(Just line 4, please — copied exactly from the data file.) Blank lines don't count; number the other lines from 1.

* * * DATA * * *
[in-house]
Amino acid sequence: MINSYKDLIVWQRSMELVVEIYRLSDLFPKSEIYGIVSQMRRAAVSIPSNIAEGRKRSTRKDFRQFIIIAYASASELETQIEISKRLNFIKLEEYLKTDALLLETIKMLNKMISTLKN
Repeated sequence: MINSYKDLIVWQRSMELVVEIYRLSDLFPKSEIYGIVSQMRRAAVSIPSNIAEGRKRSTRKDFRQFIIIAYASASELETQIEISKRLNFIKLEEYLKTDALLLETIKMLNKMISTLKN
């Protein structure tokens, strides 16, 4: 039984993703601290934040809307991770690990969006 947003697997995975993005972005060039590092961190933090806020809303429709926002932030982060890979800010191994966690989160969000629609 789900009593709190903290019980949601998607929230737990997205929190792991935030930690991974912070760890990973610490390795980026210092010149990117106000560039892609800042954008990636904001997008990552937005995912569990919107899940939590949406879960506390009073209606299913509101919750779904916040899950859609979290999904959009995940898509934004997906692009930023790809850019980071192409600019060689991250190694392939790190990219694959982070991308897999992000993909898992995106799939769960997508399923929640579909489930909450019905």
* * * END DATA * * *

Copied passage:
């Protein structure tokens, strides 16, 4: 039984993703601290934040809307991770690990969006 947003697997995975993005972005060039590092961190933090806020809303429709926002932030982060890979800010191994966690989160969000629609 789900009593709190903290019980949601998607929230737990997205929190792991935030930690991974912070760890990973610490390795980026210092010149990117106000560039892609800042954008990636904001997008990552937005995912569990919107899940939590949406879960506390009073209606299913509101919750779904916040899950859609979290999904959009995940898509934004997906692009930023790809850019980071192409600019060689991250190694392939790190990219694959982070991308897999992000993909898992995106799939769960997508399923929640579909489930909450019905």